and he (may Allah bless him and grant him peace) departed quickly. I asked the Prophet
'Why are you returning so hastily?' He replied ' Abu Bakr has died and I am going
to attend his janaza (funeral)".
[Allama Waqdi, Futuh as sham]
Imam al Waqdi writes:
"In the battle of Damascus a kafir became a Muslim, and began to speak Arabic
in an instant. Abu 'Ubaidah asked him ' You do not know Arabic; how is it that you
speak so fluently?He replied'Last night I saw the Messenger of Allah (may Allah
bless him and grant him peace) in my dream. I asked him, if you are the Messenger
of Allah, then supplicate for me that I may speak Arabic. When I woke up in the
morning I found that I could speak Arabic'"
[Allama Waqdi, Futuh as Sham, chapter on 'Fath ad Dimishk']
Hafiz Ibn Kathir writes:
"In the 18th year of the Hijra, during the Khilafa of 'Umar (may
Allah be pleased with him) there was a famine. 'Umar and Bilal (may Allah be well
pleased with them) went to the blessed grave of the Prophet (may Allah bless him
and grant him peace) and said 'Ya Rasulu'llah! Your umma is dying (from hunger).
Pray for us that Allah sends us rain'. Later, Bilal (may Allah be pleased with him)
had a dream in which the Prophet of Allah (may Allah bless him and grant him peace)
told Bilal to go to 'Umar and convey his salaam, and to inform him that there will
be rain and that he should perform salat Istisqa'. This is a very authentic narration"
[Ta'rikh Ibn Kathir, chapter on Khilafa of 'Umar (may Allah be pleased with him)]
Hafiz ibn Taymiyya writes:
"In the time of a drought, a person came to our Prophet's grave and complained
about the drought. He then saw our Prophet (may Allah bless him and grant him peace)
who told him to go to 'Umar and tell him to perform the salat of Istisqah.There
are numerous true narrations similar to this"
[Iqtisa Sirat al Mustaqim, page 373. Imam Bukhari has also discussed this in his
book, Ta'rikh al Kabir, under the 'Biography of Malik ad-Dar']
Hafiz Ibn Hajar al-Asqalani writes:
"A person who came to the grave said: 'Your Umma is dying; supplicate to Allah
to send rain.Sayf says: 'The person who made this supplication to the Messenger
of Allah was called Bilal ibn al-Harith (may Allah be pleased with him).This narration
[al-'Asqalani, Ibn Hajar, Fath al Bari, chapter on "al Istisqa" ]
The scholar of Masjid an Nabawi, Shaykh al-Jazari, writes:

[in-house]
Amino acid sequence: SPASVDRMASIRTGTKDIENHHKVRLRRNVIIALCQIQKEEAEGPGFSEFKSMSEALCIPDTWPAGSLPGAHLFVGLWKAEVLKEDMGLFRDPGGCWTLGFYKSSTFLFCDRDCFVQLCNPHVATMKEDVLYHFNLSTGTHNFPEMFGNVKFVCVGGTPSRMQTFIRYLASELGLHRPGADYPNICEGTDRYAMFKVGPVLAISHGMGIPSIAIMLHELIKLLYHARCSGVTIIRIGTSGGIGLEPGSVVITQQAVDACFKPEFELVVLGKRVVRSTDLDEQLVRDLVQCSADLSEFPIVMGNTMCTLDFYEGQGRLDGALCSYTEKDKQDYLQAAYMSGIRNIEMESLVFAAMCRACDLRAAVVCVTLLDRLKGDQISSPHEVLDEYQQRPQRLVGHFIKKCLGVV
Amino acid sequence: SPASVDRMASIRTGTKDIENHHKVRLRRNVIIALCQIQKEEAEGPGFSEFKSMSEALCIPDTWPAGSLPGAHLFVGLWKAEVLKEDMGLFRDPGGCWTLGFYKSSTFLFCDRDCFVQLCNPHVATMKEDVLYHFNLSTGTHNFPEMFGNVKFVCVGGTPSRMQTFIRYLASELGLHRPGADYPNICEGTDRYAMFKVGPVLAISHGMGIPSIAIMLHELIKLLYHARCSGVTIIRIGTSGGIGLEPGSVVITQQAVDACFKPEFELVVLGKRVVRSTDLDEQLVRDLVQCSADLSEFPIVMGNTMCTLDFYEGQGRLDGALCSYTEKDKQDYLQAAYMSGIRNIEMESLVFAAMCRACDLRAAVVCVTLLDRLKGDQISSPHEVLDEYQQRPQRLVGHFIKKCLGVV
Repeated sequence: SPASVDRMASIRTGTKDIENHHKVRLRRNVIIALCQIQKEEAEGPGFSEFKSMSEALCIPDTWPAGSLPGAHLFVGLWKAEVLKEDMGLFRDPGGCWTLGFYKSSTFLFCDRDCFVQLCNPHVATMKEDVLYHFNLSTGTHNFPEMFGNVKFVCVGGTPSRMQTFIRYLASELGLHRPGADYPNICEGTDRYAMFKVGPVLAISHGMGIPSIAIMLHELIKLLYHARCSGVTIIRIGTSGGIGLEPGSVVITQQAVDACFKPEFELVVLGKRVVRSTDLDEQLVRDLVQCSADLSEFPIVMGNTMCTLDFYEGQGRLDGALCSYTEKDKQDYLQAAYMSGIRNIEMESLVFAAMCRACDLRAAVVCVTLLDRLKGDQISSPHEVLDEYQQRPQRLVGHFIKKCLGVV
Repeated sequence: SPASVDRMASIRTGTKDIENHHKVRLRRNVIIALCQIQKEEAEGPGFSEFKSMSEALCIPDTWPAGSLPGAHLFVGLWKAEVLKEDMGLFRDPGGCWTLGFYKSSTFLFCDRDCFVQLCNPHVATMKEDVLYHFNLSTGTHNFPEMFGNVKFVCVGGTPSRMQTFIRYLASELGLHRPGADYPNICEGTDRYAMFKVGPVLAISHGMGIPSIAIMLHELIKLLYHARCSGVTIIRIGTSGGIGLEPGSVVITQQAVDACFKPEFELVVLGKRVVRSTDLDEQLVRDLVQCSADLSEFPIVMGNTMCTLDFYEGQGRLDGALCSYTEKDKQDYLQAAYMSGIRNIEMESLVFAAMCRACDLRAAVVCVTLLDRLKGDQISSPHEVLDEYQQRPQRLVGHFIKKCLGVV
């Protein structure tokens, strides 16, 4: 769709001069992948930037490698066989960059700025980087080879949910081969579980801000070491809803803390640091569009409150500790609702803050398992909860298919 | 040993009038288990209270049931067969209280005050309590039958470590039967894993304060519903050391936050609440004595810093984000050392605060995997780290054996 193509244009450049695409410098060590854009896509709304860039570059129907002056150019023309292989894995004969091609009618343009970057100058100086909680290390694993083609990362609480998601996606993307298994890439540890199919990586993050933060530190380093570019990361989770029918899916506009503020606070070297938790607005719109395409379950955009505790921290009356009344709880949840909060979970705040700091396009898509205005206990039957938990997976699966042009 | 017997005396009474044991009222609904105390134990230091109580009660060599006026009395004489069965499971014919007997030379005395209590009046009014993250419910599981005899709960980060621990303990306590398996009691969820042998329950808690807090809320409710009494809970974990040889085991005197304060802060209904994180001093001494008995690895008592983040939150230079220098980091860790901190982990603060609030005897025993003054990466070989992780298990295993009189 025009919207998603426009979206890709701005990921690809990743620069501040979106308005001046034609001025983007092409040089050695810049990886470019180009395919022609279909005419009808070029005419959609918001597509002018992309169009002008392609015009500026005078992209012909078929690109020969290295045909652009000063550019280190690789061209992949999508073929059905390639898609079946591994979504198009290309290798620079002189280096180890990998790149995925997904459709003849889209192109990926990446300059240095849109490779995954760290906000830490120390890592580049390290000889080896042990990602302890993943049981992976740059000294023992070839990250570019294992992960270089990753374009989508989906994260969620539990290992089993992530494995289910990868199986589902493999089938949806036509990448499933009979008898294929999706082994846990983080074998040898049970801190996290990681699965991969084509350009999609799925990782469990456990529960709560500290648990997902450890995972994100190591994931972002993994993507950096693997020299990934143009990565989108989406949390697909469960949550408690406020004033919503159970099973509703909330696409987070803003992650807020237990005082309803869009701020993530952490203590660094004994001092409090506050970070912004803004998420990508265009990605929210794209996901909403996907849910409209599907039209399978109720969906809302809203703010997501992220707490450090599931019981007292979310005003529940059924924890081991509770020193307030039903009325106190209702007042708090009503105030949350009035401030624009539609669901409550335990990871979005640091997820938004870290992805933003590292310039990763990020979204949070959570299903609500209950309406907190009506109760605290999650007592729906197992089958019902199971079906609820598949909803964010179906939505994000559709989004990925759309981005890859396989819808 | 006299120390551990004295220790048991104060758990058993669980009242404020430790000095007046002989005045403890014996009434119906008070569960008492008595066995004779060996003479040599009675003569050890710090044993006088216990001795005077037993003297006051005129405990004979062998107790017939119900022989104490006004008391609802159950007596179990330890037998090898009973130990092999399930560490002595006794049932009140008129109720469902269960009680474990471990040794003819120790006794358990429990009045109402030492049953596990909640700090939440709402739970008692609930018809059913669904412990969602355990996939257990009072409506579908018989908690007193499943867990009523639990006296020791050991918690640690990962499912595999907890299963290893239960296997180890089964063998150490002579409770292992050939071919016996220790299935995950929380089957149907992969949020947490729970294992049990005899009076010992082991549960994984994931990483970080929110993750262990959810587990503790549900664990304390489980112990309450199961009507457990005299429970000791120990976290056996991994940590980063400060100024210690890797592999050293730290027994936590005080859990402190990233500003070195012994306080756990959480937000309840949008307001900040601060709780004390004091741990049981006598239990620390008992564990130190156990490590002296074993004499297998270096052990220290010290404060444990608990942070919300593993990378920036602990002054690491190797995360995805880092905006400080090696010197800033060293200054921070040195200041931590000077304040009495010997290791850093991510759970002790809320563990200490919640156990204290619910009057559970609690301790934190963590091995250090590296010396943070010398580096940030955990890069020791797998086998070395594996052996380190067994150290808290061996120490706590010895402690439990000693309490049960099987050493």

"The narration of Bilal ibn Harith concerning going to the grave and asking
our Prophet (may Allah bless him and grant him peace) to supplicate for the rain,
is also recorded by Imam Bukhari in his book of Ta'rikh. Also, Hafiz al-'Asqalani
recorded this in Fath al Bari; Imam al al-Bayhaqi included it in his Dala'il al
-Nabuwat, and it also appears in the Musnaf of Ibn Abi Shayba, Ibn Abi Khusayama
and in Ibn Abd al Barr - this narration has really surprised me"
[al-Jazari,Abu Bakr, Waja a-Yarkudun, page 32 ]
If Abu Bakr al-Jazari knew that Hafiz Ibn Taymiyya and Hafiz Ibn Kathir wrote this
narration, he would not have been so bewildered.
After reading Hafiz Ibn Kathir's, Hafiz Ibn Taymiyya's and Hafiz al-'Asqalani's
verifications, there is no need to discuss any further about this narration of Bilal
(may Allah be pleased with him). However, some Muslims may still then question the
narrator of this hadith - whether he was considered weak or authentic. Let us now
look at the narrators of this narration.
The narrators of this narration are:
The first two narrators are considered as great narrators of hadith - all the great
scholars of hadith have taken their narrations, including Imam Muslim and Imam Bukhari,
so there is no doubt about their authenticity.The third and fourth narrators will
be discussed now.
The third narrator is Abd al Rahman ibn Sa'id al-Makhzumi. Hafiz Ibn Hajar al-'Asqalani
writes of him:
"Imam Bukhari took a narration from him in his book Juz Raf-al-yadain.
Imam Abu Dawud also took a narration from him. He was a student of 'Uthman ibn 'Affan,
the third caliph of Islam and he took narrations from Malik Aldar, and he in turn,
learned the knowledge of hadith from his father (i.e. Ayyad). Imam Ibn Abu Sa'id
said 'He was an authentic narrator'. Imam Ibn Hibban also listed him in the list
of authentic scholars of hadith. Imam Ibn al-Madani, who was the teacher of Imam
Muslim and Imam Bukhari, also made the same remarks about him"
[Tahzib-ut-Tahzib, biography of Sa'id ibn Abd al Rahman, Hafiz al-'Asqalani]
The fourth narrator of this Hadith is Malik ibn Ayyaz Aldar. Imam Bukhari writes:
"Malik ibn Ayyaz Aldar narrated that:'Umar said 'O Allah, I am only lacking
when I am powerless'. Abu Salih also narrated this from Malik Aldar"
[Imam Bukhari, Ta'rikh al-Kabir, biography of Malik Aldar ]
Imam Ibn Abi Hatim writes:
"Malik ibn Ayyaz Aldar was a slave of 'Umar and he was freed by him. He narrated
from Abu Bakr and'Umar. He was a taab'ee and Abu Salih also narrated from him -
and he was famous"
[Hatim, Ibn Abi, al-jar-hu-wal-ta'deel., biography of Malik Aldar. ]
Imam Ibn Abi Saad writes:
"Malik Aldar was a freed slave of 'Umar, and he narrated hadith from Abu Bakr
and 'Umar (may Allah be pleased with them all) and he was a famous man"
[Saad, Ibn Abi, Tabaqat Ibn Sa'd, biography of Malik Aldar.]